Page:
1. Keep messy crafts outside as much as possible. Unfortunately, craft and art time with children involves glue and glitter and paint and paper. This can give even the best-intentioned parent, but especially those non-creative types, a desire to run the other way instead of encouraging active learning. Letting children do their art work outside has the benefit of not only keeping the mess outside, but also letting them learn from nature as they work.

2. Have clothes set aside for these times that you do not mind getting ruined.  Despite the fact that much of the finger paint I buy for my children is labeled as “washable,” we still seem to have trouble keeping the clothes from getting too dirty to wear again. I like to prevent this by setting aside old or stained clothes just for the purpose of wearing when it is craft time. A large smock or one of daddy’s undershirts also works very well for this purpose.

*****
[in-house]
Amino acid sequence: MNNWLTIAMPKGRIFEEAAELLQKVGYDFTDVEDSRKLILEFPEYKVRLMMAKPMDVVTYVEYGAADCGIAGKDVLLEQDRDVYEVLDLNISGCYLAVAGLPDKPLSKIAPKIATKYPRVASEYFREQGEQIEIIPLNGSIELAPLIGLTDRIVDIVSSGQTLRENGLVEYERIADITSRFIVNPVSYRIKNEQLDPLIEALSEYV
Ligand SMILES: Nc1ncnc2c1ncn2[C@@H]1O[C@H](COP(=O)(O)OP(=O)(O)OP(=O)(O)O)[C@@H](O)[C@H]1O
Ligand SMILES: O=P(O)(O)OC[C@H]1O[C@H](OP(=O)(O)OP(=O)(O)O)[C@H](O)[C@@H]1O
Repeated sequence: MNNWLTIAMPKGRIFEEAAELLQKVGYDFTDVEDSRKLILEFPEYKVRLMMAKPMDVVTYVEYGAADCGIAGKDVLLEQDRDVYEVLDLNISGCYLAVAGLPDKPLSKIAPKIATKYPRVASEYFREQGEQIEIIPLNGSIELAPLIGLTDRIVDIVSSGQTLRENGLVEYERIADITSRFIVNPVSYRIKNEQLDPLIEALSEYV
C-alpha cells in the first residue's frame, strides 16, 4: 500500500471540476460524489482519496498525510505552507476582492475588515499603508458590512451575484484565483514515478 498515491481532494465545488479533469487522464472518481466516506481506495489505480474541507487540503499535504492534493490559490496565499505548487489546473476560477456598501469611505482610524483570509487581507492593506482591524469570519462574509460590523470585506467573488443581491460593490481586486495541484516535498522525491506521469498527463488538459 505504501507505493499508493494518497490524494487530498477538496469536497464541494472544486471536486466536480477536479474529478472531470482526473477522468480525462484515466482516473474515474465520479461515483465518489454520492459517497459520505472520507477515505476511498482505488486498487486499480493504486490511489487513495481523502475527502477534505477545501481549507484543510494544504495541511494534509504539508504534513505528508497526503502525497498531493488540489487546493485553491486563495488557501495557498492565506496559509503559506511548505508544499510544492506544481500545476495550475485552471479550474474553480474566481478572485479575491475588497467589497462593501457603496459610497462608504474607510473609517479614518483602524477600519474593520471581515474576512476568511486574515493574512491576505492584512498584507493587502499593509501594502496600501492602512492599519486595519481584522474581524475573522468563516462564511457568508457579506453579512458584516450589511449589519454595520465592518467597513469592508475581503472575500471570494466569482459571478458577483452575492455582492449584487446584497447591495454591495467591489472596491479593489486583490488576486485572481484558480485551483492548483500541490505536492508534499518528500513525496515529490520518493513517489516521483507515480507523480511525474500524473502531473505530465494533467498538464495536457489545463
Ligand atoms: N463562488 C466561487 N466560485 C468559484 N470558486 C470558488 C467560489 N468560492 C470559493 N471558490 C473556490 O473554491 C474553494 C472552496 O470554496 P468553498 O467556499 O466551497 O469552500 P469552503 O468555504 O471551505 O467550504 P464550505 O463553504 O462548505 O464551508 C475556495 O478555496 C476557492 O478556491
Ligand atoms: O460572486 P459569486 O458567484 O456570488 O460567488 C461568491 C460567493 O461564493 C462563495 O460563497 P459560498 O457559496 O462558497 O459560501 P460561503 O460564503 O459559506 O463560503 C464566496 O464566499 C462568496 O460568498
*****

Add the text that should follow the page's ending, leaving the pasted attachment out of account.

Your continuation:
3. Ask them what they want to do!  As the parent, it is not always necessary to plan every activity. When it comes to encouraging our children to use their imagination, sometimes the best way is to just let them decide what they want to do. My children’s desires have ranged from building pyramid replicas from play dough while we are learning about ancient Egypt to practicing hand-eye coordination while cutting out stars.

4. Do the crafts with them!  Adults tend to forget that they too can learn along with their little ones. It can be very therapeutic to mold clay with our children or to paint a large birthday banner. Making beaded jewelry and building moats in a sand box can be just plain fun and even relaxing.